the safety net as hammock hypothesis

Matthew Yglesias reports another dramatic study providing evidence against the safety net as hammock hypothesis. The argument that just giving poor people cash helps in the short run but hurts in the long run by creating dependency is extremely influential. The evidence supports the opposite conclusion.

Here I note Yglesias noting Moises Velazquez-Manoff noting another study.

here’s a great writeup from Moises Velazquez-Manoff of a study of an unconditional cash transfer program related to a casino gambling windfall along the Cherokee that suggests yes it can:

[J]ust four years after the supplements began, Professor Costello observed marked improvements among those who moved out of poverty. The frequency of behavioral problems declined by 40 percent, nearly reaching the risk of children who had never been poor.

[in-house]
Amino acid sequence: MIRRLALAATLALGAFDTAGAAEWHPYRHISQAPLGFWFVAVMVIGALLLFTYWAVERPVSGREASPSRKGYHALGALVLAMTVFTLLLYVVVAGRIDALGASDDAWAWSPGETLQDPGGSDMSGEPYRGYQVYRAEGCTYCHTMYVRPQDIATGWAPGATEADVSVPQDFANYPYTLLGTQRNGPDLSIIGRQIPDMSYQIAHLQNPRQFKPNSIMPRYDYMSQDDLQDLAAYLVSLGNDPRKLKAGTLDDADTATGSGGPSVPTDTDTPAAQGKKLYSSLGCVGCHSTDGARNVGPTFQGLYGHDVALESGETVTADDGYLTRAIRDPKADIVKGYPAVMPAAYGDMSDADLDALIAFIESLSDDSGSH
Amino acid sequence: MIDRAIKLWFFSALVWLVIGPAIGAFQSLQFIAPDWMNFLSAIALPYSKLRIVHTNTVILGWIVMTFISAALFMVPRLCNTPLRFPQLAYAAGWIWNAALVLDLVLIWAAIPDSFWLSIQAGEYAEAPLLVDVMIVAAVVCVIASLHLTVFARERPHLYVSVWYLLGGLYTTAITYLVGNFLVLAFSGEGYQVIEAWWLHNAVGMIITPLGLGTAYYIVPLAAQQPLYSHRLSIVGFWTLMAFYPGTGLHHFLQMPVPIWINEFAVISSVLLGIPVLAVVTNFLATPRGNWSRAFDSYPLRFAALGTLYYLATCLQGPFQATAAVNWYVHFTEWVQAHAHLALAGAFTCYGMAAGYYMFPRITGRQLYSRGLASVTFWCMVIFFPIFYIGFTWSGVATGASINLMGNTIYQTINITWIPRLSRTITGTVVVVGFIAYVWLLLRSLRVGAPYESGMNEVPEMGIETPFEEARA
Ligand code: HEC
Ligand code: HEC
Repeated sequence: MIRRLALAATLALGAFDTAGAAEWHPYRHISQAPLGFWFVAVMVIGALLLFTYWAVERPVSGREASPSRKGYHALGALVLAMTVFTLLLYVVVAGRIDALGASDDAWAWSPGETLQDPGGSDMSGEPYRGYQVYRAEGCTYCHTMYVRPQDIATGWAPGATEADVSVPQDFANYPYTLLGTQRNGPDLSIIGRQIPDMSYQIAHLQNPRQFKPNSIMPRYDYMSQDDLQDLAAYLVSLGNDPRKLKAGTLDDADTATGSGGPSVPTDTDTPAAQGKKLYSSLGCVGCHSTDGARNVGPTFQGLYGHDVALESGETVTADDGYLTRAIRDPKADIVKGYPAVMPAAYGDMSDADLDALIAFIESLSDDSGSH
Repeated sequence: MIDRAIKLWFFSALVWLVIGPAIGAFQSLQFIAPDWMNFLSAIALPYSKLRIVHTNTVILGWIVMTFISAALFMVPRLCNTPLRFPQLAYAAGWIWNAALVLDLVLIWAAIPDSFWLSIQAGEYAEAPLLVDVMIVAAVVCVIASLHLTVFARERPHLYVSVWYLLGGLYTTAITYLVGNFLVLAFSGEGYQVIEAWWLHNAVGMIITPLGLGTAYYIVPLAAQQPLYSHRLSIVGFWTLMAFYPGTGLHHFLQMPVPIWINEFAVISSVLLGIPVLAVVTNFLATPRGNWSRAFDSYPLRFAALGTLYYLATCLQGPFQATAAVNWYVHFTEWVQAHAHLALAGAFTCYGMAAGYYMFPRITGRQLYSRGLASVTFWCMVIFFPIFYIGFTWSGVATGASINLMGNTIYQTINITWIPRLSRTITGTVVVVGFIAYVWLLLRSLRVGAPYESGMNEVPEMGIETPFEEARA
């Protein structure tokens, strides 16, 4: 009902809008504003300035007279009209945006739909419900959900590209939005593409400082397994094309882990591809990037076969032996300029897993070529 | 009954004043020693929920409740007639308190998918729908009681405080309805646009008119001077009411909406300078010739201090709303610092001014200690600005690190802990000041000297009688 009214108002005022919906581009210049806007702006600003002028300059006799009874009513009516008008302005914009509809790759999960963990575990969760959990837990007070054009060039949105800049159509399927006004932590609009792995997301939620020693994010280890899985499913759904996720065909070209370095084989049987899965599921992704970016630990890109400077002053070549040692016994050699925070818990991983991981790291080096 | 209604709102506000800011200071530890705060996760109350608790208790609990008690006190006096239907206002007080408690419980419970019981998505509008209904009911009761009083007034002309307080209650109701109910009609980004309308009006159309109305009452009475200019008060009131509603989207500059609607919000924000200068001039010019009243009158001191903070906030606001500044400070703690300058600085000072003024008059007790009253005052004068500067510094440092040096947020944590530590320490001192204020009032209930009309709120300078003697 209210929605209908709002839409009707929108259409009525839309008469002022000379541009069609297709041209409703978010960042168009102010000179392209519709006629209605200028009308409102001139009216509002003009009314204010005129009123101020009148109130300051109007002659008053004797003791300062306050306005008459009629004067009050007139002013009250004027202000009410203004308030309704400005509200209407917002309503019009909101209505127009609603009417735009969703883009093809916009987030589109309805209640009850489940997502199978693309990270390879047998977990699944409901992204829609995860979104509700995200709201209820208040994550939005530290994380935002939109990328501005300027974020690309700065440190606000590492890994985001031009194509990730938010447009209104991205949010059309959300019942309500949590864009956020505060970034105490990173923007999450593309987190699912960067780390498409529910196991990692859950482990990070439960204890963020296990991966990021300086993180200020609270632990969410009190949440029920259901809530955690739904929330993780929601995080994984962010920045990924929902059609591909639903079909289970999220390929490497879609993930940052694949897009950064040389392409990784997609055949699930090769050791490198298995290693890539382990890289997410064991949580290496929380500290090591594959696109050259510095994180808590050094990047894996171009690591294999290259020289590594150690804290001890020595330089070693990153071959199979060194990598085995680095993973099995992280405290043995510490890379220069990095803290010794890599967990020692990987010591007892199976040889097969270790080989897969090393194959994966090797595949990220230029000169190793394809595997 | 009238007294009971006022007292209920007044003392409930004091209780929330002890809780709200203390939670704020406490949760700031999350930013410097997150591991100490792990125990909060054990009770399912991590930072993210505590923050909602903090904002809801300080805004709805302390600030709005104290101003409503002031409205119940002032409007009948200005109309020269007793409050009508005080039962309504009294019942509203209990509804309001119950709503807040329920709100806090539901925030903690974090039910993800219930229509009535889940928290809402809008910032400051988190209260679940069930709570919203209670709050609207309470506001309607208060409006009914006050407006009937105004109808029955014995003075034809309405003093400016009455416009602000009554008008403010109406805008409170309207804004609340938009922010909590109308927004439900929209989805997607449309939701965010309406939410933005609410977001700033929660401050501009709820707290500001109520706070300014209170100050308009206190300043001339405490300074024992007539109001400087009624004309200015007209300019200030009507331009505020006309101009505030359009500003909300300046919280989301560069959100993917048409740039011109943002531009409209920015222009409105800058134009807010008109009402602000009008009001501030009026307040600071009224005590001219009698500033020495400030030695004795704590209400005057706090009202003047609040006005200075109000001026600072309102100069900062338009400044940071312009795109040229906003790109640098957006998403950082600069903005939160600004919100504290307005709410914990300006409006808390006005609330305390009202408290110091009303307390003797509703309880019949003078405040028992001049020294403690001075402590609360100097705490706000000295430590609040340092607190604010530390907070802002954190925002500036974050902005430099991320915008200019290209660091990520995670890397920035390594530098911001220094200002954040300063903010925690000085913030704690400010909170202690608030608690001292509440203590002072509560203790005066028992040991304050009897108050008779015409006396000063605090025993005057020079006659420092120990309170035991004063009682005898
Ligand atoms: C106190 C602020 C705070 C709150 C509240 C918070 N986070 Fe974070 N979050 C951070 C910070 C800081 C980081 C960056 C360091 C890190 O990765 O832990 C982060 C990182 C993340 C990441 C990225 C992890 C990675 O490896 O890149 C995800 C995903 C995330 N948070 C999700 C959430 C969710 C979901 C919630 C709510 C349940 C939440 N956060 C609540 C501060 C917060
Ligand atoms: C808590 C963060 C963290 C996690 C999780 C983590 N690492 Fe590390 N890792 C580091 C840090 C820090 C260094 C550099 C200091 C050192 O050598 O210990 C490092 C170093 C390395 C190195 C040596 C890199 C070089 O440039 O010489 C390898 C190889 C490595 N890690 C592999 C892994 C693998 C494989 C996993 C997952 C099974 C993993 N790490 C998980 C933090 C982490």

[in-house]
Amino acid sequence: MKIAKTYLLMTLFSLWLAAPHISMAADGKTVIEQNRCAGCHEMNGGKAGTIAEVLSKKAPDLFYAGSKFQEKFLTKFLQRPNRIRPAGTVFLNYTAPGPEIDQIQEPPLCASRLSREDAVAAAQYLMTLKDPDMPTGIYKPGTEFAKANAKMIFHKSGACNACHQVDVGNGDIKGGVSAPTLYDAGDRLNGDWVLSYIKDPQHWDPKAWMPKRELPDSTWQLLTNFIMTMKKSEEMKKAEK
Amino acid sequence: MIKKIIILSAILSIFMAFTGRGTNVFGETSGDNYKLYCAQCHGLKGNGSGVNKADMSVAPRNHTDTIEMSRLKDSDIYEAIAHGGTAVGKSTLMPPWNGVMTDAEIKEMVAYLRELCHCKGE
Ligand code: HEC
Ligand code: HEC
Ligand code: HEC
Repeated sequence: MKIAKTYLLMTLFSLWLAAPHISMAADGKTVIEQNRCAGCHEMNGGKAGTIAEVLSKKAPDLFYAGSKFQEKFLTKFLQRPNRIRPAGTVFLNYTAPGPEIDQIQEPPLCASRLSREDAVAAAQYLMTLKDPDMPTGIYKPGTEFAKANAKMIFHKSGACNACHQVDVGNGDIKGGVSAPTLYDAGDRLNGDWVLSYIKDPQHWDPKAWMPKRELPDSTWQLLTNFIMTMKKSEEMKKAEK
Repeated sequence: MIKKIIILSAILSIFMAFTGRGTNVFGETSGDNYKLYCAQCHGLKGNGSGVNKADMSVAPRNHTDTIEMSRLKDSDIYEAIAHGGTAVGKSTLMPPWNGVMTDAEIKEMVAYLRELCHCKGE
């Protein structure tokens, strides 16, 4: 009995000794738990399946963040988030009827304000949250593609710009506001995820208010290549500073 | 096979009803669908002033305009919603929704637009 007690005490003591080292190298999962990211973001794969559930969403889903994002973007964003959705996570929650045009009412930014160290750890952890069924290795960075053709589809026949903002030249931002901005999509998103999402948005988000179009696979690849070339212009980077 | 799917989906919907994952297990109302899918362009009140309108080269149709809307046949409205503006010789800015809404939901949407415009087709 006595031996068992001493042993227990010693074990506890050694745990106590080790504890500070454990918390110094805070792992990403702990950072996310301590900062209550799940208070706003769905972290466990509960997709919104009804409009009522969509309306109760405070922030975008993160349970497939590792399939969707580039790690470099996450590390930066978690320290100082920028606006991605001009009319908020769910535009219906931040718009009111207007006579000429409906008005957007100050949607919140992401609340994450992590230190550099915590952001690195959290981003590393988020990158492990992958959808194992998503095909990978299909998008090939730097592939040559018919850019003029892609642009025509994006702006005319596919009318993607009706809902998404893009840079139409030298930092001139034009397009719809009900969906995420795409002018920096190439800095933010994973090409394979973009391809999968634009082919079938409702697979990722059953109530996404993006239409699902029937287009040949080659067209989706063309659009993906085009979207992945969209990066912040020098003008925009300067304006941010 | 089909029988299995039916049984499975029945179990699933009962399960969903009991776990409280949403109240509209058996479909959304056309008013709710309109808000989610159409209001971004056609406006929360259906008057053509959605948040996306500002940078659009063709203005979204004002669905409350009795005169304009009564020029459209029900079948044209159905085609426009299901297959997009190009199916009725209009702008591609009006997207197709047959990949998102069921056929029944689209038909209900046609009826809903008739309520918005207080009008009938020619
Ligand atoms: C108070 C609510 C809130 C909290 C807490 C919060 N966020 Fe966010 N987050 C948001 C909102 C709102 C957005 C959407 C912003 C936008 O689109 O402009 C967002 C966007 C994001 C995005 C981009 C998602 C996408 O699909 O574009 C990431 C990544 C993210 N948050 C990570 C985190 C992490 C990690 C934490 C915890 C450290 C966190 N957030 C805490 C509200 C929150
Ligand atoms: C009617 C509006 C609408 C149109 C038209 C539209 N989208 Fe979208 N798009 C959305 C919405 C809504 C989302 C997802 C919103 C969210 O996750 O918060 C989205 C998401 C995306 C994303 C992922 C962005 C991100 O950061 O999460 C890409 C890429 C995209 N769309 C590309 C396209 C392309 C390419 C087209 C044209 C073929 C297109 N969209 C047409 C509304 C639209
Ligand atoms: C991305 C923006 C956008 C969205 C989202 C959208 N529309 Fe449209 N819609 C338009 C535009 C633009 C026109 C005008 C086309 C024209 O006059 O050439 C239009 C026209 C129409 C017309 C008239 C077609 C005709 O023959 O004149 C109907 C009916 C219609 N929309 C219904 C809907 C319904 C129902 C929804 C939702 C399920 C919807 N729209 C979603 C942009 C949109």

Yglesias also mentions that

the best evidence we have shows a large positive impact of welfare checks on life outcomes for kids who benefitted from the pre-Depression version of cash assistance for poor single moms

He didn’t mention the evidence that, in the very long run, food stamps reduce obesity and increase high school graduation rates.

Or the genuinely experimental evidence (I am tempted to type proof) that welfare reform kills people.

I wonder if the flood of excellent empirical work might have some effect on the policy debate. I know this is naive, but I don’t think it’s crazy. Pundits have noticed that the USA is no longer the land of opportunity with low inter-generational income mobility. I think there is a chance that they will discover that the indirect behavioral benefits of cash assistance outweigh the indirect costs.